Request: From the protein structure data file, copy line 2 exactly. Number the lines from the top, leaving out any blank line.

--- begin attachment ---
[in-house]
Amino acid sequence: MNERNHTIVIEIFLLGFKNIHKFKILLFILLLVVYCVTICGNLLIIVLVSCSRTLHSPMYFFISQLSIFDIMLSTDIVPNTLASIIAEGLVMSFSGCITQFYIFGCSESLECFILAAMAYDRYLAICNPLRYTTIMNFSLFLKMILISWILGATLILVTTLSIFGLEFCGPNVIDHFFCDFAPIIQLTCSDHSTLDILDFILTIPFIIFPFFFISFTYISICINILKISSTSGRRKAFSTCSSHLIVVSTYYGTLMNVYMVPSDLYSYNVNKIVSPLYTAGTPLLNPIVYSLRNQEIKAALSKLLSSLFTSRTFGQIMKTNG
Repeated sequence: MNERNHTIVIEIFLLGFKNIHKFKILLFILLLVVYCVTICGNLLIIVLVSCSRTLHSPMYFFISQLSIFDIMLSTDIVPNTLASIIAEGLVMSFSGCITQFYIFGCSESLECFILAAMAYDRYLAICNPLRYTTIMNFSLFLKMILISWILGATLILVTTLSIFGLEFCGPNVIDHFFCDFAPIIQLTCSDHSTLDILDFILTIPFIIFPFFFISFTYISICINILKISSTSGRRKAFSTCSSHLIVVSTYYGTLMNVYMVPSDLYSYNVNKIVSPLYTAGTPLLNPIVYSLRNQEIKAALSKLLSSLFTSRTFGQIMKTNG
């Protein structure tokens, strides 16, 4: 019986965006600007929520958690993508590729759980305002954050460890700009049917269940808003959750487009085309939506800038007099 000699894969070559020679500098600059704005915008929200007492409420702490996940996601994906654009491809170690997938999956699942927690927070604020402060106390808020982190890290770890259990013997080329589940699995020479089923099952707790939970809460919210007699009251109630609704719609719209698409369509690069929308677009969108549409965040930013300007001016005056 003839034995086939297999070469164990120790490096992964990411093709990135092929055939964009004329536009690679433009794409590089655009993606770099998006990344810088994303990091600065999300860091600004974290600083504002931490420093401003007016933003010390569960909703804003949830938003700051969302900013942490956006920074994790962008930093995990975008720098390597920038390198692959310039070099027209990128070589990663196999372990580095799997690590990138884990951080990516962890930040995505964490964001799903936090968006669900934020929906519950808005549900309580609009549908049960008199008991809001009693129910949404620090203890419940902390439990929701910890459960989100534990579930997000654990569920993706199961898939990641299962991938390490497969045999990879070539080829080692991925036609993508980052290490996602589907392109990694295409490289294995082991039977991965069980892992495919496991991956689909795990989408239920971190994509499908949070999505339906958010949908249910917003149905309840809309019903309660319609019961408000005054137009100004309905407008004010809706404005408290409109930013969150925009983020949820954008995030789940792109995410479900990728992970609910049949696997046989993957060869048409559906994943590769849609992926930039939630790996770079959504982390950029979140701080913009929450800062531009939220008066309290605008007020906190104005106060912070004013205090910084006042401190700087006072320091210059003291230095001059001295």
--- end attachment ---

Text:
Amino acid sequence: MNERNHTIVIEIFLLGFKNIHKFKILLFILLLVVYCVTICGNLLIIVLVSCSRTLHSPMYFFISQLSIFDIMLSTDIVPNTLASIIAEGLVMSFSGCITQFYIFGCSESLECFILAAMAYDRYLAICNPLRYTTIMNFSLFLKMILISWILGATLILVTTLSIFGLEFCGPNVIDHFFCDFAPIIQLTCSDHSTLDILDFILTIPFIIFPFFFISFTYISICINILKISSTSGRRKAFSTCSSHLIVVSTYYGTLMNVYMVPSDLYSYNVNKIVSPLYTAGTPLLNPIVYSLRNQEIKAALSKLLSSLFTSRTFGQIMKTNG